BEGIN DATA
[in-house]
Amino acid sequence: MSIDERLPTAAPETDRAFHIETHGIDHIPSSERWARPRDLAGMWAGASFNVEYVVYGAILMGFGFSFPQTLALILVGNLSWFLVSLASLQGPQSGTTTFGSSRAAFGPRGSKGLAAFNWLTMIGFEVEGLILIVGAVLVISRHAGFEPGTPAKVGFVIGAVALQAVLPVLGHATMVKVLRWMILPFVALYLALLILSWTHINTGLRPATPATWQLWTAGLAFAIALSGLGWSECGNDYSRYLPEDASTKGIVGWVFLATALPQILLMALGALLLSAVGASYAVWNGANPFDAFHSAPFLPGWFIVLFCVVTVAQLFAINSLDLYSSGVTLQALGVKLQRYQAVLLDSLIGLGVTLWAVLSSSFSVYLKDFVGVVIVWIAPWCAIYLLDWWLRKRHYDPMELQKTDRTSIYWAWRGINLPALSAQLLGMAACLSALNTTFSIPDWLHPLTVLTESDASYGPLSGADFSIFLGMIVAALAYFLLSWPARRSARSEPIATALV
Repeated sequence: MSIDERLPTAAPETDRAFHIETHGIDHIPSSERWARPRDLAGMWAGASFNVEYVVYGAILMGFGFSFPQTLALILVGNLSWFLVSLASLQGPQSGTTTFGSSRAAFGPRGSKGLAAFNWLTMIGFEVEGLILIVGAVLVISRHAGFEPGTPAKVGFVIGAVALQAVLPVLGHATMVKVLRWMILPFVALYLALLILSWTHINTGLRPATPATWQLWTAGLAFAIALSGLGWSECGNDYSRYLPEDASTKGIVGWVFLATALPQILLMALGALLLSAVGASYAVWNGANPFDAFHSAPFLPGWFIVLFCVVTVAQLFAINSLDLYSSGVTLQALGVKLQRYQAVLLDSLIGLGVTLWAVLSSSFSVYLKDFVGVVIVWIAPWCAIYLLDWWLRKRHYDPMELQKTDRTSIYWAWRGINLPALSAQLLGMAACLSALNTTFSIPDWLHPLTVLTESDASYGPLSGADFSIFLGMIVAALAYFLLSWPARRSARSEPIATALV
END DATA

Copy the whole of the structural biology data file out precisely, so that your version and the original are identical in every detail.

[in-house]
Amino acid sequence: MSIDERLPTAAPETDRAFHIETHGIDHIPSSERWARPRDLAGMWAGASFNVEYVVYGAILMGFGFSFPQTLALILVGNLSWFLVSLASLQGPQSGTTTFGSSRAAFGPRGSKGLAAFNWLTMIGFEVEGLILIVGAVLVISRHAGFEPGTPAKVGFVIGAVALQAVLPVLGHATMVKVLRWMILPFVALYLALLILSWTHINTGLRPATPATWQLWTAGLAFAIALSGLGWSECGNDYSRYLPEDASTKGIVGWVFLATALPQILLMALGALLLSAVGASYAVWNGANPFDAFHSAPFLPGWFIVLFCVVTVAQLFAINSLDLYSSGVTLQALGVKLQRYQAVLLDSLIGLGVTLWAVLSSSFSVYLKDFVGVVIVWIAPWCAIYLLDWWLRKRHYDPMELQKTDRTSIYWAWRGINLPALSAQLLGMAACLSALNTTFSIPDWLHPLTVLTESDASYGPLSGADFSIFLGMIVAALAYFLLSWPARRSARSEPIATALV
Repeated sequence: MSIDERLPTAAPETDRAFHIETHGIDHIPSSERWARPRDLAGMWAGASFNVEYVVYGAILMGFGFSFPQTLALILVGNLSWFLVSLASLQGPQSGTTTFGSSRAAFGPRGSKGLAAFNWLTMIGFEVEGLILIVGAVLVISRHAGFEPGTPAKVGFVIGAVALQAVLPVLGHATMVKVLRWMILPFVALYLALLILSWTHINTGLRPATPATWQLWTAGLAFAIALSGLGWSECGNDYSRYLPEDASTKGIVGWVFLATALPQILLMALGALLLSAVGASYAVWNGANPFDAFHSAPFLPGWFIVLFCVVTVAQLFAINSLDLYSSGVTLQALGVKLQRYQAVLLDSLIGLGVTLWAVLSSSFSVYLKDFVGVVIVWIAPWCAIYLLDWWLRKRHYDPMELQKTDRTSIYWAWRGINLPALSAQLLGMAACLSALNTTFSIPDWLHPLTVLTESDASYGPLSGADFSIFLGMIVAALAYFLLSWPARRSARSEPIATALV